Kombucha: Is it worth the hype?
Fad diets and superfoods can come in and out of vogue quicker than the seasons, but kombucha looks here to stay.
Kombucha – a sour-tasting fermented tea thought to have originated in China or Japan – has been around for thousands of years, but it’s only recently that its health benefits have been widely lauded.
But is it worth the hype?
What is kombucha and how do you make it?
Kombucha is made from either a green or black tea base.
White sugar fermented with a type of “tea fungus” called a scoby – a symbiotic culture of acetic acid, bacteria and yeast – is then added.
During the fermentation process, the yeast converts the sugar to alcohol and the bacteria converts the alcohol to organic acid.
That gives kombucha its unique sour taste, not unlike apple cider.
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Health benefits of kombucha
Kombucha has been credited with anti-cancer, anti-diabetic, anti-inflammatory, detoxification and probiotic properties.
A recent University of Sri Lanka study found while the bacterial component of the kombucha culture has health benefits, more research is needed.
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Accredited practising dietitian Nicole Dynan says while kombucha has been around for many centuries, there is still not a great deal known about its health benefits.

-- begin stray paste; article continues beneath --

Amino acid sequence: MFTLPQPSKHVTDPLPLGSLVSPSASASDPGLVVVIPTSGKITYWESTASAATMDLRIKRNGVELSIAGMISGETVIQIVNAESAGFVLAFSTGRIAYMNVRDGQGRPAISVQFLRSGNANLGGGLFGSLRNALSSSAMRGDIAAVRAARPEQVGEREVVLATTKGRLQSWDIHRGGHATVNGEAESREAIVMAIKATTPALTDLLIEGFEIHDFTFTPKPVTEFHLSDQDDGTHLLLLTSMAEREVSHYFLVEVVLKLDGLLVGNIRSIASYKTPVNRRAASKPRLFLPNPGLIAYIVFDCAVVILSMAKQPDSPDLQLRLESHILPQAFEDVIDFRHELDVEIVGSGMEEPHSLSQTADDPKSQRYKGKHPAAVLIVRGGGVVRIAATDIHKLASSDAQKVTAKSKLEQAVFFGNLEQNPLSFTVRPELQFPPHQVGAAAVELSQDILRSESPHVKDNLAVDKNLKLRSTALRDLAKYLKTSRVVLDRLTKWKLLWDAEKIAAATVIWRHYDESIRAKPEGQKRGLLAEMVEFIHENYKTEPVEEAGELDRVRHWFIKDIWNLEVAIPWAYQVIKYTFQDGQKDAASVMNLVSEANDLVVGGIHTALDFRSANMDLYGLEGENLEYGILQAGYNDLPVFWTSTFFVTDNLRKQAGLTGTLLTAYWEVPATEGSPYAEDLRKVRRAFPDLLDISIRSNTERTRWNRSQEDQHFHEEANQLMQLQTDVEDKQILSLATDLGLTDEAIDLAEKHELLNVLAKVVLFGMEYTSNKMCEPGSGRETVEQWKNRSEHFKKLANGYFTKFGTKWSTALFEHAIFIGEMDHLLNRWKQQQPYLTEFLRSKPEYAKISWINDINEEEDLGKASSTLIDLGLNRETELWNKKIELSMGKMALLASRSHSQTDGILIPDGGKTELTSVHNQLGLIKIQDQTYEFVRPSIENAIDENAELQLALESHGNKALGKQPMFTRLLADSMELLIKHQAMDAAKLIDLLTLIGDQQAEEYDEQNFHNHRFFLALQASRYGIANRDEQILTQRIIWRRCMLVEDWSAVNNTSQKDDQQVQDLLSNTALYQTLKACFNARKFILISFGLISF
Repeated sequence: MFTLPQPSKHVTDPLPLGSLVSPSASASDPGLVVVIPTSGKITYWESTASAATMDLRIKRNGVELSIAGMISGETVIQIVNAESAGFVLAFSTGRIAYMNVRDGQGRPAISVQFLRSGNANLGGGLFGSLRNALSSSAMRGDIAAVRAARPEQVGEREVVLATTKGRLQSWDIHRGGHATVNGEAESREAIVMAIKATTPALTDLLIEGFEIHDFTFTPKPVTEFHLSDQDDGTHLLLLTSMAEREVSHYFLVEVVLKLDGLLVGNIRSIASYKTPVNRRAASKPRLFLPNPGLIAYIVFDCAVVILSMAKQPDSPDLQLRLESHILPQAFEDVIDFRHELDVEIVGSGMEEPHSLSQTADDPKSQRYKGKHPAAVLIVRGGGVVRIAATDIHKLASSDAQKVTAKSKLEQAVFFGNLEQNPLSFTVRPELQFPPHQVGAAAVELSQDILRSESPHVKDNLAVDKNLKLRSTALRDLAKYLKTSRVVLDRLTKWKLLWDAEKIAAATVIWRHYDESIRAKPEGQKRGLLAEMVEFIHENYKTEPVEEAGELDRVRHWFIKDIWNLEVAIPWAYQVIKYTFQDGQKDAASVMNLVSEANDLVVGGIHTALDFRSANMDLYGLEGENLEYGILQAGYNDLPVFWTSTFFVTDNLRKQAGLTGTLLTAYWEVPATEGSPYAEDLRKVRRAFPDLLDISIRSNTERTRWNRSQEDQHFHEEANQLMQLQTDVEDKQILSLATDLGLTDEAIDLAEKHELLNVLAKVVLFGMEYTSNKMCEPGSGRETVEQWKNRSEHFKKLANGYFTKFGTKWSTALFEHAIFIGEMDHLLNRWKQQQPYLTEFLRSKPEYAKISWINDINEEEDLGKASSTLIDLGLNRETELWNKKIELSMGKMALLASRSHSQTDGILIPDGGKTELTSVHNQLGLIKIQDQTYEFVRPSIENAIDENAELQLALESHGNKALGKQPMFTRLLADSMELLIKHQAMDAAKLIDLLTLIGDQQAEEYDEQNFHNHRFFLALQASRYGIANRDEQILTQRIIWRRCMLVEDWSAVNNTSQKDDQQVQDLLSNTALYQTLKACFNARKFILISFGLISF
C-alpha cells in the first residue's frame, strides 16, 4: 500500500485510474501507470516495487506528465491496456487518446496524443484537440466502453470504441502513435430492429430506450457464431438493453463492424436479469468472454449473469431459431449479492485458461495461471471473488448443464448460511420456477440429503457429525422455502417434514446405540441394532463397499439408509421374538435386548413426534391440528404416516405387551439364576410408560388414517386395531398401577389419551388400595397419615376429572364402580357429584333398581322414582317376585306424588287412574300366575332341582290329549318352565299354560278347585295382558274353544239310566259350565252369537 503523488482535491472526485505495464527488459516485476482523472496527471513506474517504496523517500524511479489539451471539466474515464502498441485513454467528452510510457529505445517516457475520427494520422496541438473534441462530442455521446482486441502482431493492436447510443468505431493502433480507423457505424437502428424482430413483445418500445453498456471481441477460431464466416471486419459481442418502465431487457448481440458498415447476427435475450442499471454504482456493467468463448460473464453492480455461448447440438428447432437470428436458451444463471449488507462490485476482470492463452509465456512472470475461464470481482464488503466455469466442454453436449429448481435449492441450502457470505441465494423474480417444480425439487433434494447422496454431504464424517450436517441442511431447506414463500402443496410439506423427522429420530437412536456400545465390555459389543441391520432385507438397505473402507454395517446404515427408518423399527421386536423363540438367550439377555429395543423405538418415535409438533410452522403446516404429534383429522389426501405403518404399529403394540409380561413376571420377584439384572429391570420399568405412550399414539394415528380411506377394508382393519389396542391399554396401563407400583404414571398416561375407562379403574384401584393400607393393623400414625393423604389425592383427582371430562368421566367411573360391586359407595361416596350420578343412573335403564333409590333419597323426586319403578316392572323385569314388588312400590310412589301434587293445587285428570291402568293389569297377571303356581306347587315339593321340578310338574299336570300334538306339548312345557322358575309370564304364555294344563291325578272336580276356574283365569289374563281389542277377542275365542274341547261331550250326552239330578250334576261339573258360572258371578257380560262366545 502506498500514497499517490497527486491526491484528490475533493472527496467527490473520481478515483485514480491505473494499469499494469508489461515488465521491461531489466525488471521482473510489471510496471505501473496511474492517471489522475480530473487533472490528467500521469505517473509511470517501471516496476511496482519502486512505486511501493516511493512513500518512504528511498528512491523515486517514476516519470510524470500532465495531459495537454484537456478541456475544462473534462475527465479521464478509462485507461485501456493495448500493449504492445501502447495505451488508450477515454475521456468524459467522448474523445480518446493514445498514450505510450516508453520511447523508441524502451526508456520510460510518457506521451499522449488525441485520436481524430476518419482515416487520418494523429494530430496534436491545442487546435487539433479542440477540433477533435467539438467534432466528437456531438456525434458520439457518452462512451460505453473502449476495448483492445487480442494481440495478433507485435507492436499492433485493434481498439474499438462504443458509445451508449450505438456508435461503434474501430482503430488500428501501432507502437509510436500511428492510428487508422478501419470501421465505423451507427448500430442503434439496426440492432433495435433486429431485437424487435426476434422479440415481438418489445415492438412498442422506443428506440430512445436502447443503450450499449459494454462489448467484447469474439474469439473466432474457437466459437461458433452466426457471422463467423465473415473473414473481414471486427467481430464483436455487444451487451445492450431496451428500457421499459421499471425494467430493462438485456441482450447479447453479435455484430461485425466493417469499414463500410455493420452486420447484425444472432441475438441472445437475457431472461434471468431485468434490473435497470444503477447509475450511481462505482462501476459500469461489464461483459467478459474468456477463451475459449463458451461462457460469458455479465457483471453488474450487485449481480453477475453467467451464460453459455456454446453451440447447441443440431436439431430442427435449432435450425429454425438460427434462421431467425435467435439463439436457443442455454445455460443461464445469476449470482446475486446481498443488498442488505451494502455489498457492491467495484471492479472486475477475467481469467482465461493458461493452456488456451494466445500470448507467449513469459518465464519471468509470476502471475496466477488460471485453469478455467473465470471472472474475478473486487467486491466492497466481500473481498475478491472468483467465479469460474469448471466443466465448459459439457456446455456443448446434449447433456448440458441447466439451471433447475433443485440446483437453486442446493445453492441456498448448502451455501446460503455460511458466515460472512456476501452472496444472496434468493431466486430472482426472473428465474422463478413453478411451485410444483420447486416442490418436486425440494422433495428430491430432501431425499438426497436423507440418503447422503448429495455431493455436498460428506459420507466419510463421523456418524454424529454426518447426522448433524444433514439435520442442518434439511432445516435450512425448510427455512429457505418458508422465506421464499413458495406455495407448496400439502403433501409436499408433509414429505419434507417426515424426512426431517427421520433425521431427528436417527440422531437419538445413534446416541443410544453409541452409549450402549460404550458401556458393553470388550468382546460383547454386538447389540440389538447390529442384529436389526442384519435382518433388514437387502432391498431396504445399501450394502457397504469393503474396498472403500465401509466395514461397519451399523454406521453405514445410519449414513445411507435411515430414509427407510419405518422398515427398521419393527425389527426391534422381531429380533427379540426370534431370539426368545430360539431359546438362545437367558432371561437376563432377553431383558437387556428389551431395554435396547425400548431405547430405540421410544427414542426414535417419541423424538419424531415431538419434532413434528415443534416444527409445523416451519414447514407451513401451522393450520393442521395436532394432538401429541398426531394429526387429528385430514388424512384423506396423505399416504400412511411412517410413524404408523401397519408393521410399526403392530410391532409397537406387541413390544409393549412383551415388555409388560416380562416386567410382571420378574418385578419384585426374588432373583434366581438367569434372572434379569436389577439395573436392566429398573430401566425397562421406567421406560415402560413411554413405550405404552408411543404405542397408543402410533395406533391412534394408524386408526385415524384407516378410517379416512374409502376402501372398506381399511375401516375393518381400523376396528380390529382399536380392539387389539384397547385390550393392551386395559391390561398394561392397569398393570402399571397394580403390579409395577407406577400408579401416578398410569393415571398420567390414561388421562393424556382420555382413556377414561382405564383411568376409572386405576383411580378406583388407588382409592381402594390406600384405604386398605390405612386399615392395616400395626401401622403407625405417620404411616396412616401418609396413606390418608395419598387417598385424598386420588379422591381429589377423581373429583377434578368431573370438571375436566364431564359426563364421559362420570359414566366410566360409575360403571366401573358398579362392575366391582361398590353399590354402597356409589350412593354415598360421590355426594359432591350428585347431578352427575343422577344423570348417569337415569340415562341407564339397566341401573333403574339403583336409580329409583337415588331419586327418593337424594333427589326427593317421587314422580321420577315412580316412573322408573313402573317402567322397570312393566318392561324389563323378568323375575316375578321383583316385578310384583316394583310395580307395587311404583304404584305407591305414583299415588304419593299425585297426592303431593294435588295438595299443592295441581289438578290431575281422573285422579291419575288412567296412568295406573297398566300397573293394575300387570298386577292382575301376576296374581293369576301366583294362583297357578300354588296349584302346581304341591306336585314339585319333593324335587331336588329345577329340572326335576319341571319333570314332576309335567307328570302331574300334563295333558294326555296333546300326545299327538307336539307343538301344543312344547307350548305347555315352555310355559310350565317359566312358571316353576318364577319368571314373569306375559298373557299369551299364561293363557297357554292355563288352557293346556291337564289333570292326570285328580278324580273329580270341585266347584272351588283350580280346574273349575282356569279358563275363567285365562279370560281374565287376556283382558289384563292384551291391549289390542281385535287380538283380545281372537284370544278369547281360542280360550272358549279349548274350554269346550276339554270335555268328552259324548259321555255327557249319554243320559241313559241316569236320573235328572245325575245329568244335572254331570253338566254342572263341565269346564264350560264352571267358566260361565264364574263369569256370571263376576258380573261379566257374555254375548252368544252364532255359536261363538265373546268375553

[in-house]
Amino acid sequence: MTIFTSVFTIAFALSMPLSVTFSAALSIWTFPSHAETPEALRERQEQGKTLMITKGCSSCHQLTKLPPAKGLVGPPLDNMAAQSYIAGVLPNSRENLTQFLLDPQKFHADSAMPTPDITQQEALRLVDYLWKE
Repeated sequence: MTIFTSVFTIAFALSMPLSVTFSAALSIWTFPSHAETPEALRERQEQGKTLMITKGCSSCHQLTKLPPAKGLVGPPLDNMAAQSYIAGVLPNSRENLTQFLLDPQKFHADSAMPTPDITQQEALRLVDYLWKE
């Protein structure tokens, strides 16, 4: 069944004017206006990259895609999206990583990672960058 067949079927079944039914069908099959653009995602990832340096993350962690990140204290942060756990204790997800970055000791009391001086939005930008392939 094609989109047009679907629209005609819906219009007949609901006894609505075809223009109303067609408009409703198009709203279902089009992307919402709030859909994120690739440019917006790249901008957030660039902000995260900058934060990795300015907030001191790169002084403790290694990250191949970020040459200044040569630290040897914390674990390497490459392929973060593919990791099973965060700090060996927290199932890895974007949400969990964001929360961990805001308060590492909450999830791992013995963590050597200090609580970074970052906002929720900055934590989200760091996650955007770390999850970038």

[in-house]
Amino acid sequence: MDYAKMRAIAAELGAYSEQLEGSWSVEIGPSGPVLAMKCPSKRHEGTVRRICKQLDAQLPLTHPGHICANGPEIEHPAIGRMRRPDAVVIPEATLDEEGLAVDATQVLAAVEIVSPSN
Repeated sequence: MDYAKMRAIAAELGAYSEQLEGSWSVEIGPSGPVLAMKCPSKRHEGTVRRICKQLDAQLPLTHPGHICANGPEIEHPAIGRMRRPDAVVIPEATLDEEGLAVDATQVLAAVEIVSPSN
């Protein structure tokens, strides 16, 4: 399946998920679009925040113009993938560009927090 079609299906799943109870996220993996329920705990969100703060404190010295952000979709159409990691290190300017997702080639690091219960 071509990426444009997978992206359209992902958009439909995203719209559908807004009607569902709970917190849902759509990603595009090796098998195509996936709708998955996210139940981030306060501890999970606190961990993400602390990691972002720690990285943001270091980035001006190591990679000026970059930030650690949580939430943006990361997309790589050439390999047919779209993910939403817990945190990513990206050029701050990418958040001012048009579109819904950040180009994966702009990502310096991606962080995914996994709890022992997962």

“There are claims it can cure cancer, diabetes and inflammation but we really need a lot more research on the human population,” the Dietitians Association of Australia spokeswoman says.
“Whether it can truly be called a true probiotic is the question – that is, you ingest the live bacteria then it makes it through to the other end. Some pasteurised versions of kombucha actually contain no live bacteria.”
Mrs Dynan says kombucha made at home using a scoby is likely to have more health benefits than some store-bought versions.
“You need to make sure that scoby comes from a reliable source,” she says.
Other options for good gut health
Nicole says other fermented foods such as kefir, freshly made sauerkraut and milk drink filmjolk may be more beneficial to gut health than kombucha.
Prebiotic foods that help feed the good bacteria in the gut, such as legumes, grains and potatoes, are also essential in a healthy diet.
Written by Sally Heppleston.